Water Stewardship

Phosphate mining

Water is a key component in Mosaic's phosphate mining and fertilizer production processes, and we monitor our water use very carefully. All Mosaic groundwater use in Florida is pursuant to a permit issued by the Southwest Florida Water Management District (SWFWMD). We report our usage every month to SWFWMD, ensuring our usage remains below each facility's permitted limits. Any water that leaves our Florida facilities must be sampled to ensure compliance with stringent water quality standards.

Phosphate, as it occurs in nature, is incorporated into a matrix of clay and sand and must be separated to yield a usable fertilizer ingredient. In the mining process, water is used as a separation tool, beginning with washing the clay and sand from the phosphate rock. Water is also used to transport slurry to the beneficiation plants for further processing and to transport clay to storage areas and sand to reclamation sites. Mosaic manages this water to maximize recycling and keep the need for new water at a minimum.

Water Stewardship

Mosaic's Water Stewardship Program:

  • Uses recycled water for grinding rock in ball mills — saving 2,131,200 gallons of freshwater per day
  • Uses treated water instead of fresh water for plant wash downs — saving 604,800 gallons of freshwater per day
  • Improves seals on pumps — saving 218,900 gallons of freshwater per day
  • Recycles water previously treated as waste — saving 1,008,000 gallons of freshwater per day
  • Uses reverse osmosis units to feed demineralization systems — saving 162,400 gallons of freshwater per day
  • Reduces water used to transport matrix in the field — saving 5,040,000 gallons of freshwater per day

*All savings estimates are based on full production rates


As such, about 95% of the water used at our phosphate mines is recycled through our recirculation systems. These systems must also handle annual rainfall — that can vary from 30 to 70 inches per year — and safely and efficiently release excess rainfall back into the adjacent rivers and streams through National Pollutant Discharge Elimination System (NPDES) outfalls. The volume of water that leaves our mine sites on an annual basis tends to approximate the volume of water that would leave the area through runoff if our mines were not present.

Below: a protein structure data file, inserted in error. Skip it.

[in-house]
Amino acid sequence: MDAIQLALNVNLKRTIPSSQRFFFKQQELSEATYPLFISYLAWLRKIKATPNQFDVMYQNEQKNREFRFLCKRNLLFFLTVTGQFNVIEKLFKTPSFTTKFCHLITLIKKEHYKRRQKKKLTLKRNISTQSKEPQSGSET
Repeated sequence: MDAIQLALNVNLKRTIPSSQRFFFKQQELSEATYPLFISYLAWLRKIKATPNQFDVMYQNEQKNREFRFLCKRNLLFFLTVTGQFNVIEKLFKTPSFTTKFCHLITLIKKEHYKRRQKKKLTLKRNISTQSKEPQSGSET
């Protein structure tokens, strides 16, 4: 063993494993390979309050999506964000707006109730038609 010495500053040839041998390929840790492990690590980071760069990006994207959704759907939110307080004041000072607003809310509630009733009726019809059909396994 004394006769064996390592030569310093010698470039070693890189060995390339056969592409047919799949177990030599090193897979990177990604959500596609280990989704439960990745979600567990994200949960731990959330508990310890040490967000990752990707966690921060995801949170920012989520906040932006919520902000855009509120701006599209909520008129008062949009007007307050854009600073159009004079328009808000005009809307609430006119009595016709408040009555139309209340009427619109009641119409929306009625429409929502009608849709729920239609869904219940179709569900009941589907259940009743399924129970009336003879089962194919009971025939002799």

Water quality monitoring and containment around our mine sites are important tools to ensure that water released is only through NPDES outfalls and that it meets stringent water quality standards. We recognize that several of the major creeks and rivers that flow through our property are significant sources of drinking water for downstream communities. These creeks and rivers also contribute to important ecosystems that are not only important for the role they play in the region's environmental health, but also contribute to the recreational and economic vitality of southwest Florida.

To ensure that our operations are not adversely impacting the quantity or quality of water in our areas of operation, Mosaic works with the Peace River Manasota Regional Water Supply Authority and its member governments in the Horse Creek Stewardship Program.

This program has been a valuable addition to our sustainability program. It encourages public review of our mining activities and promotes transparency. Mosaic plans to build on this important work — in the coming year we will launch the Peace River Stewardship Program. The Peace River is a critical part of life in southwest Florida.